Monday, 28 January 2013

Sterling Biotech hearing in High Court on 30th Jan 2013

The Bombay High Court on 10th Jan 2013 barred gelatin-maker Sterling Biotech from selling or mortgaging assets of the company. The order came in a winding up petition filed by holders of foreign currency convertible bonds (FCCBs) issued by the company.

It (Sterling Biotech) cannot dispose of or create third party interest in it's assets on one hand, while seeking adjournment in the matter for filing reply on the other hand. It will be therefore, necessary at this stage to direct the respondent Company not to create any new rights in respect of its assets, except in the usual course of business, till the next date of hearing, and it is so directed,” judge N M Jamdar said in his order on January 9.

Hearing on the matter was adjourned to January 30. Bondholders had pointed out that in the past Sterling had disposed of its interests in an Nigerian oil well to a group firm at throw away prices and feared that further dilution of assets will hurt the lenders’ interests/

“Company has already divested its substantial equity holding in Sterling Oil".

Resources Limited (“SORL”). It appears that the shares have been sold at an undervalue. The Company had provided a valuation report dated 27 October, 2011 which purports to determine the fair value of the shares held by the Company in SORL,” the bond holders had said in their petition.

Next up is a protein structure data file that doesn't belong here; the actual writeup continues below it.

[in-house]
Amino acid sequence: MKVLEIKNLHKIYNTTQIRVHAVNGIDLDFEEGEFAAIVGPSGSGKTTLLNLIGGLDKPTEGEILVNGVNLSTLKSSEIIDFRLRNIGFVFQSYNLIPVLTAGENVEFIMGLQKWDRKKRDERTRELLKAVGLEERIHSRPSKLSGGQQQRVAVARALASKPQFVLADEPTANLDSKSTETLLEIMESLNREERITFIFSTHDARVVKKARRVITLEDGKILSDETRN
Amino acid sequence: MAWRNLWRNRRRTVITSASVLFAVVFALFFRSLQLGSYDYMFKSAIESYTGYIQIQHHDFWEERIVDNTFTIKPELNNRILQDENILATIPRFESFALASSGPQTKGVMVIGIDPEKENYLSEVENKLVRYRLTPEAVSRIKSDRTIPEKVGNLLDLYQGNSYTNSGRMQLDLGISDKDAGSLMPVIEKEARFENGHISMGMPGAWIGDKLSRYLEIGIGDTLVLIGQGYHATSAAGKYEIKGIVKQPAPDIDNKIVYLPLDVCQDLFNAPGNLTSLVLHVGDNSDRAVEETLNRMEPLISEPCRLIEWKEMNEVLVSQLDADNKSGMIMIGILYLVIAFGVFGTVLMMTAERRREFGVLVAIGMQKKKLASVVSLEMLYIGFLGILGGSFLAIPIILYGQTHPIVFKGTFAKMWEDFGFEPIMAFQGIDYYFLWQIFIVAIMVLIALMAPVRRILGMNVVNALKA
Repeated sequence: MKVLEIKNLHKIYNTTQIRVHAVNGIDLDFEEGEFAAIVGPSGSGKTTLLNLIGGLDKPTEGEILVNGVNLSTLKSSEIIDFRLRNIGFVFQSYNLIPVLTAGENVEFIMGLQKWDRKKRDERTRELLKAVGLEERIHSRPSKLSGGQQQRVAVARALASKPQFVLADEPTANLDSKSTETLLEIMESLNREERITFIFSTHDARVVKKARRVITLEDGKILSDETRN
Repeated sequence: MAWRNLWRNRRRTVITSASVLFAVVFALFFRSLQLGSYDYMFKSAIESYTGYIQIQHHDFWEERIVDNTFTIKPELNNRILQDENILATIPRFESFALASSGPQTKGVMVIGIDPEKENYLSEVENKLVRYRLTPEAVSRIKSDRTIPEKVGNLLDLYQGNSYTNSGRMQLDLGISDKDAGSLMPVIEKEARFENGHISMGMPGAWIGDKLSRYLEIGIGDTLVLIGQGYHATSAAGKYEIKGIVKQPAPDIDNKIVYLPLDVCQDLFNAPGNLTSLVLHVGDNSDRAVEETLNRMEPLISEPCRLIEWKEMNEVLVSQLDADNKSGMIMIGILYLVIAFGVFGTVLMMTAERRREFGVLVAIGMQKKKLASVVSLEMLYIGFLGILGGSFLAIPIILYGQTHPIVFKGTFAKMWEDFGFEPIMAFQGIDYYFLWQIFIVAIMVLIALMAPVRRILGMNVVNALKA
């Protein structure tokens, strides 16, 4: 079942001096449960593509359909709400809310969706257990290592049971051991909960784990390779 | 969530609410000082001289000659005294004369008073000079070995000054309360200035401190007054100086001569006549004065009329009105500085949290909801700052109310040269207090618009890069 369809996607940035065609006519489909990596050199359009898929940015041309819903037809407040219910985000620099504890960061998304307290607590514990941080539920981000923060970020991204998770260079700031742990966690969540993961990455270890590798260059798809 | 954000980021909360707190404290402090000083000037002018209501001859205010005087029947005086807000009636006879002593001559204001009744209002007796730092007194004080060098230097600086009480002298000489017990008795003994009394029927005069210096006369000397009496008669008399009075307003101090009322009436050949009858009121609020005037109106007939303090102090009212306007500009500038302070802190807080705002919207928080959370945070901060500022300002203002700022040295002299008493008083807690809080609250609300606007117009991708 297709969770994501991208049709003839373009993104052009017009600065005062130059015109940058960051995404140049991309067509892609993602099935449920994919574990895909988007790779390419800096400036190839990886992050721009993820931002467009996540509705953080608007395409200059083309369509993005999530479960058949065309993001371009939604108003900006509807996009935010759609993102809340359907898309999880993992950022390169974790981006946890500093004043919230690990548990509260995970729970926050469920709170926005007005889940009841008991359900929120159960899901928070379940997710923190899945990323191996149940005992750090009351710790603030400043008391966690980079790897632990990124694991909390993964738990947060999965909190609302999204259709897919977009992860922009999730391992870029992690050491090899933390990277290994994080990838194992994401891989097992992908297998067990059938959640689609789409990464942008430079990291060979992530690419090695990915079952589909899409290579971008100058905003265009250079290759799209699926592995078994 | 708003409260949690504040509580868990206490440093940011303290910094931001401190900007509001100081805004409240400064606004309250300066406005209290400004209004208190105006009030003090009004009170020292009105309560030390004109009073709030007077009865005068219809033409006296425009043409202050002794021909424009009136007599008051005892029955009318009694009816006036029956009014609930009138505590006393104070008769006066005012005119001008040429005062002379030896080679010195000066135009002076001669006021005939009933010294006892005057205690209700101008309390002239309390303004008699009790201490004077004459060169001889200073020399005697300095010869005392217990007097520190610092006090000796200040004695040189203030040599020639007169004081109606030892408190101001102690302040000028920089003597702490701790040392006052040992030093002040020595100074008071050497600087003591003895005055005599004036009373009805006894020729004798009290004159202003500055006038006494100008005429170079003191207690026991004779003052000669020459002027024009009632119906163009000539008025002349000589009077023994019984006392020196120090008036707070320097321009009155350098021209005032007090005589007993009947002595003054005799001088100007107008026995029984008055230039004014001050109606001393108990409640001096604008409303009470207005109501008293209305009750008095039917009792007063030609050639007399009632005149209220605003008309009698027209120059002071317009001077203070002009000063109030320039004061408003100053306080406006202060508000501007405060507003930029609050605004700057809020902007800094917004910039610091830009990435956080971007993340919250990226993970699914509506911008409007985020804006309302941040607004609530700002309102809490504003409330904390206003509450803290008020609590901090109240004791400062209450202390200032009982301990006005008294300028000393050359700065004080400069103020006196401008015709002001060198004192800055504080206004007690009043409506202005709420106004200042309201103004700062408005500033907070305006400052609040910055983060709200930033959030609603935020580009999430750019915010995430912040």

They also sought the appointment of a provisional liquidator since the Petitioner believes that the assets, divisions, businesses and subsidiaries of the Company are being disposed of and/or will be further disposed of to defeat the Petitioner's claim on behalf of the Bondholders and frustrate these proceedings under the guise of the said restructuring proposal.

The court took note of the fact that the company has shown its willingness to pay the dues of the petitioner, “however, it has shown its inability to do so in view of financial downturn.”

In 2007, Sterling Biotech had issued $250 million convertible bonds. Of these, the company has redeemed and converted bonds amounting to some $115 million or 46% of the initial issue. The conversion price of the bonds was Rs 163.13. However, since the share price has plummeted to Rs 7 levels due to company’s debt problems.

Thus, on May 17, the company was supposed to repay the maturity amount of $184 million, which it defaulted.

After Sterling defaulted repayment of the bonds in May, Bank of New York Mellon moved the winding up petition in October. Earlier, it had also moved a UK court against dilution of stake in SORL.

As Reported by Buisness Standard

No comments:

Post a Comment